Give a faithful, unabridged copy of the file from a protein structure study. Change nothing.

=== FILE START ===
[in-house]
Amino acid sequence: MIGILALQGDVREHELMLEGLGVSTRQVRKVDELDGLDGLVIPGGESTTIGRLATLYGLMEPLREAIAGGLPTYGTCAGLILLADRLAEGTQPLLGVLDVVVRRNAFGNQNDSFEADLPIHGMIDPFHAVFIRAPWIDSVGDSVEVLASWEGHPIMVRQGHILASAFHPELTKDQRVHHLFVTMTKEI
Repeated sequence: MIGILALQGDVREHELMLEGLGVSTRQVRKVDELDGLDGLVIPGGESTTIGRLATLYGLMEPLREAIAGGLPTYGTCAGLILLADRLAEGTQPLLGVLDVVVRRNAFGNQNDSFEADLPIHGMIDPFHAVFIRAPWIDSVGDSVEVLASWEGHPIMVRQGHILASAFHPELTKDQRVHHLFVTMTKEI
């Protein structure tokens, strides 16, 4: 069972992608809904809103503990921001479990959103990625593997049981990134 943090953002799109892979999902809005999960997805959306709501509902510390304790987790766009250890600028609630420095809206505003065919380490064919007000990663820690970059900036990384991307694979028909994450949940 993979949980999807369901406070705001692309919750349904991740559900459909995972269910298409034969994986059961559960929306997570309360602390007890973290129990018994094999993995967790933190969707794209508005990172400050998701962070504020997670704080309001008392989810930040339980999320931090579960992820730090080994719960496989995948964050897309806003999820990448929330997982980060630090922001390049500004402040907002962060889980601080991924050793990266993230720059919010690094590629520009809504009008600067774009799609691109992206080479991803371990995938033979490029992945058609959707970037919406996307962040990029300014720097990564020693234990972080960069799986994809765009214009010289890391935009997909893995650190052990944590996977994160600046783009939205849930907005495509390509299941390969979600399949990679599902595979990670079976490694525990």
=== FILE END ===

[in-house]
Amino acid sequence: MIGILALQGDVREHELMLEGLGVSTRQVRKVDELDGLDGLVIPGGESTTIGRLATLYGLMEPLREAIAGGLPTYGTCAGLILLADRLAEGTQPLLGVLDVVVRRNAFGNQNDSFEADLPIHGMIDPFHAVFIRAPWIDSVGDSVEVLASWEGHPIMVRQGHILASAFHPELTKDQRVHHLFVTMTKEI
Repeated sequence: MIGILALQGDVREHELMLEGLGVSTRQVRKVDELDGLDGLVIPGGESTTIGRLATLYGLMEPLREAIAGGLPTYGTCAGLILLADRLAEGTQPLLGVLDVVVRRNAFGNQNDSFEADLPIHGMIDPFHAVFIRAPWIDSVGDSVEVLASWEGHPIMVRQGHILASAFHPELTKDQRVHHLFVTMTKEI
């Protein structure tokens, strides 16, 4: 069972992608809904809103503990921001479990959103990625593997049981990134 943090953002799109892979999902809005999960997805959306709501509902510390304790987790766009250890600028609630420095809206505003065919380490064919007000990663820690970059900036990384991307694979028909994450949940 993979949980999807369901406070705001692309919750349904991740559900459909995972269910298409034969994986059961559960929306997570309360602390007890973290129990018994094999993995967790933190969707794209508005990172400050998701962070504020997670704080309001008392989810930040339980999320931090579960992820730090080994719960496989995948964050897309806003999820990448929330997982980060630090922001390049500004402040907002962060889980601080991924050793990266993230720059919010690094590629520009809504009008600067774009799609691109992206080479991803371990995938033979490029992945058609959707970037919406996307962040990029300014720097990564020693234990972080960069799986994809765009214009010289890391935009997909893995650190052990944590996977994160600046783009939205849930907005495509390509299941390969979600399949990679599902595979990670079976490694525990």